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Do you send an invoice before or after Payment? Invoice Timing Explained

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An invoice is sent first to the client to notify that the payment is required. Payment is received upon receipt of the invoice. 

When should you issue an invoice?

An invoice must be issued when the supplier has completed a customer’s order.  The order could be for products or services or both. For a business that’s providing a product, usually an invoice would be generated shortly after the delivery. In a service oriented business, an invoice is generated after providing the service. For best practices, the business should first ask the client if he or she is satisfied with the service. 

For instance: Mr.Thompson has asked to fix his furniture that requires some changes. The technician will first complete its service of fixing the broken furniture and later ask for the payment of the service delivered and if the client is happy with the service as well. 

But let’s say the technician forgets to ask about the feedback and Mr. Thompson is actually not satisfied with the service. When the invoice arrives, he complains about the poor service as well. Now that the management has to be involved in this case, a discount could be offered to the client- this means the invoice needs to be modified. This delays payment by Mr. thompson. 

Suggested Read – Credit Card Reconciliation for Small Business

Why is an invoice Needed?

An invoice is needed for the client or the customer receiving it because it notifies them that the payment is due and what the amount is. An invoice is also known as a “bill

Invoices are vital for every business because it prompts for the payment process. Invoices are also an important financial tool for tax purposes as they can show the government that a business has correctly reported its income. 

How long do you have to pay an invoice?

Payment terms are determined by the supplier of the products or services. Usually, they are net 30 days, 60 days, 90 days, or due upon receipt. This is the area of concern for most small businesses, as clients have their own payment terms which may not align with yours. 

For instance:

Smith Jones runs a small business of providing colored dyes that can be used to make a paper. Once he sends out the invoice, his payment terms are net 30 days yet the XYZ company does not make the payment until 90 days. As a small business, Smith Jone is a quandary because he needs to pay his own vendors and cannot wait for that long.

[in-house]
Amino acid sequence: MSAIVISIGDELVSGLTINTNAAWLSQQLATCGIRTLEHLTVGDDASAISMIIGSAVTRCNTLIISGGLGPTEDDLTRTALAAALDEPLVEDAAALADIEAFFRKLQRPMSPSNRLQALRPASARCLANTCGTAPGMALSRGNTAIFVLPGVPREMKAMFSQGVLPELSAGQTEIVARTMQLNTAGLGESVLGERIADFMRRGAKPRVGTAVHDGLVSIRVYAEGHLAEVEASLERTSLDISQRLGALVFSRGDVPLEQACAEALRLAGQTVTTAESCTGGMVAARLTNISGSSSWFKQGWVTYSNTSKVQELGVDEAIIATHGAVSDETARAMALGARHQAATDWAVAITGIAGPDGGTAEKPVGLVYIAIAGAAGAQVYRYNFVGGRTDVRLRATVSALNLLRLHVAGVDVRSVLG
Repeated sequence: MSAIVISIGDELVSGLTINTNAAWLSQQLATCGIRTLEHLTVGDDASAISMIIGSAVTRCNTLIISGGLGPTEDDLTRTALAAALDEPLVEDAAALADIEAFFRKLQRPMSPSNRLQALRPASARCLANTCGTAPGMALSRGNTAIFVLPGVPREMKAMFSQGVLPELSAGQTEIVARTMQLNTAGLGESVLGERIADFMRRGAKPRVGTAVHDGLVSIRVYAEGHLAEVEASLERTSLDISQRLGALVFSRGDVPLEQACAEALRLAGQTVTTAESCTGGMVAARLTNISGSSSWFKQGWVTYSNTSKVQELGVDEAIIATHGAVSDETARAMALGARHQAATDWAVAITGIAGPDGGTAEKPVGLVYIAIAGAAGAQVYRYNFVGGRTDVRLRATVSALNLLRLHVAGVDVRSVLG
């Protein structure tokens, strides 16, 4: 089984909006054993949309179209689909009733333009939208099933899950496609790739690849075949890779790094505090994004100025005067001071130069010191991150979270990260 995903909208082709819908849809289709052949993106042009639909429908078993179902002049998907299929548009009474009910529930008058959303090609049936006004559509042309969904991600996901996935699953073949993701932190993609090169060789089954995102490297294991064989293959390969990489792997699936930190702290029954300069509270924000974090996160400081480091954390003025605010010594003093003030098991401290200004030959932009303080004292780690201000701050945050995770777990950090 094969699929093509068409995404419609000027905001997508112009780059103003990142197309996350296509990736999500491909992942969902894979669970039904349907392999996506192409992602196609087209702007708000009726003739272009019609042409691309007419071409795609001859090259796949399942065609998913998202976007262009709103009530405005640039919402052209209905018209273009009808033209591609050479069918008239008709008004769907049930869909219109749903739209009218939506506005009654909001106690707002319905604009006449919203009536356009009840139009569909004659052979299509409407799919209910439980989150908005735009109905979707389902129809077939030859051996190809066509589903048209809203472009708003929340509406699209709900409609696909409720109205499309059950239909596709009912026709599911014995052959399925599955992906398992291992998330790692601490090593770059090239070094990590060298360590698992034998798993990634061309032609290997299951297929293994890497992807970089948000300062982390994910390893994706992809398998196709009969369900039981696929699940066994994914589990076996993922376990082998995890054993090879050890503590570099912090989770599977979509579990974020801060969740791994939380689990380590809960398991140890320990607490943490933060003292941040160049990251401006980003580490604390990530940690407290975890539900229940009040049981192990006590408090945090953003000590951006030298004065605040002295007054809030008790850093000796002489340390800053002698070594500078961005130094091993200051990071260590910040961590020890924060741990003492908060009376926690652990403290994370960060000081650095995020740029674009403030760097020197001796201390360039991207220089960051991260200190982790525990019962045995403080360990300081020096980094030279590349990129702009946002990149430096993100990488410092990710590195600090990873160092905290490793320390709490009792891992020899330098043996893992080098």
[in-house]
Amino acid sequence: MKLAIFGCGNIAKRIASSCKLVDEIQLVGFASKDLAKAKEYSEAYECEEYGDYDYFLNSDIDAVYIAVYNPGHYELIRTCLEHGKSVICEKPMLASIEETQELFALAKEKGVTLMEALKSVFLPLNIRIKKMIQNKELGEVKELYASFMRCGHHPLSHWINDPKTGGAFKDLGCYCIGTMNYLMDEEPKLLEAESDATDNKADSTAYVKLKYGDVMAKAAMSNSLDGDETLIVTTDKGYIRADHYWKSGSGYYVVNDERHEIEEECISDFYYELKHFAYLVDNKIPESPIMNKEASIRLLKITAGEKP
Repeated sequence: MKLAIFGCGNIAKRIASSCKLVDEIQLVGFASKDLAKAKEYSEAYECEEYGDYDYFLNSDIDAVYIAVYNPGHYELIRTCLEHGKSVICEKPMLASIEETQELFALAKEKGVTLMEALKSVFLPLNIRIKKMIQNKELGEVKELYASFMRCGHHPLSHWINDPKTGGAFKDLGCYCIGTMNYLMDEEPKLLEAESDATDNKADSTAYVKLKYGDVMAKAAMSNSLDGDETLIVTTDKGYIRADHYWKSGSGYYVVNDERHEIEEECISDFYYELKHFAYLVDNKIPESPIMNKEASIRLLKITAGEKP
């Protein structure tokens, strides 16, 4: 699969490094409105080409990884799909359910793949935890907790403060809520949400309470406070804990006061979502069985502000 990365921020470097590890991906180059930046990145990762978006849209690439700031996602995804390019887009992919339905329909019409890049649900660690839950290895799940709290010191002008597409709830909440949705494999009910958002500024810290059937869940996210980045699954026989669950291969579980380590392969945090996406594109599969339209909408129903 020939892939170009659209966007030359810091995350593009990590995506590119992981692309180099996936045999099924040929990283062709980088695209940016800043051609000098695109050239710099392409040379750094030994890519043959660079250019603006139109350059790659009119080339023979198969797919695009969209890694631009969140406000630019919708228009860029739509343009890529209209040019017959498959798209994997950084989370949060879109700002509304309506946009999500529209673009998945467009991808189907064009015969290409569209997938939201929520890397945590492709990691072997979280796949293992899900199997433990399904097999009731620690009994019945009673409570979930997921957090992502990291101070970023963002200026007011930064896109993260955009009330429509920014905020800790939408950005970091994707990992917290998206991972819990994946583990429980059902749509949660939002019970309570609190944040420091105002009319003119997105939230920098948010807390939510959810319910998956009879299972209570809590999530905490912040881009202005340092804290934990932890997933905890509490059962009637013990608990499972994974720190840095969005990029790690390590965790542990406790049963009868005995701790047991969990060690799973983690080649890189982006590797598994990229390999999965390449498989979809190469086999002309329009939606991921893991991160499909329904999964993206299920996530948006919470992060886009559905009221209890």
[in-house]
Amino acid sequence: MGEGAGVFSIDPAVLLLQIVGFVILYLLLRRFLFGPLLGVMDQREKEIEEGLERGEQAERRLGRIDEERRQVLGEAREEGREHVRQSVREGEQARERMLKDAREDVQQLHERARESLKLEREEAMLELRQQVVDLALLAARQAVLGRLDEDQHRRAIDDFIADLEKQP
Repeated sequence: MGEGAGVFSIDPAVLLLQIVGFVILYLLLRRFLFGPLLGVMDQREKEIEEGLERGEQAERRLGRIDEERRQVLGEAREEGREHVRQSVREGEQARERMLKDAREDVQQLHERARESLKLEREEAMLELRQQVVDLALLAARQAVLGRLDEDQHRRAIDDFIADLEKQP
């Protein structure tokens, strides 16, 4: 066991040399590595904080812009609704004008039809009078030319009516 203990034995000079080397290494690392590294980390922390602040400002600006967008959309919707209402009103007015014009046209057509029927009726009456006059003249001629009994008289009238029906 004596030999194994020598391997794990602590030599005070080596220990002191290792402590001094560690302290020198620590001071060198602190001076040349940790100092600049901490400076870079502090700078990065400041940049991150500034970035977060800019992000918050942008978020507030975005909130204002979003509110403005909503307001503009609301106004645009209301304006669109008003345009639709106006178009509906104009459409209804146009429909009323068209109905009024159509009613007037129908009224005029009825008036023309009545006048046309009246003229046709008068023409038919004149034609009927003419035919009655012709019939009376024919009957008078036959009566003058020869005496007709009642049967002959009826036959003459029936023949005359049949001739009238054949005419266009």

The best way to avoid this situation is by specifying the payment terms while sending the invoice. You can ask for partial payment immediately, payment in full on delivery, or take steps to get paid within 30 days by specifying in the purchase order. 

What should be included in an invoice?

A proper invoice must include the following:

  • Date:

This is the date the invoice was generated

  • Invoice Number:

This is a unique number that is generated with each invoice. A client will refer to this number while making a payment. Doing this will also keep the supplier informed of what the payment is for. Many companies will not accept an invoice without an invoice number as it also helps them to track payments. 

  • Vendor contact information:

This is the contact details of the vendor issuing the invoice. This invoice should also include company name, address, phone number, and email. Know more about Vendor Reconciliation

  • Client Contact Information:

This should include the details of the client ordering the product or service or both. It should include Name, address, phone number, and email. 

  • Purchase order number:

This is a unique number generated by the buyer to authorize the specific transaction. Including this shows the purchase of the product or service was pre-approved. 

  • Description of products/services + quantities:

This is the description of the products or services that were delivered or provided long with the amount. 

  • Subtotal:

This is the total charge of the products or services in addition to their quantities. 

  • Taxes:

Applicable taxes need to be applied.

  • Total:

A grand total. 

  • Payment terms:

This is a notification when the company is due to be paid. It may be net 30 days, 60 days or upon receipt. 

  • Late fees:

If the business charges late fees to the client for not meeting the mentioned payment terms, it must be included here. Late fees are usually the flat rate or percentage of the amount owing. 

  • Payment options:

Some businesses will supply details of the amount paid – credit card, check, PayPal, or other. The client can then select one that is convenient for them.

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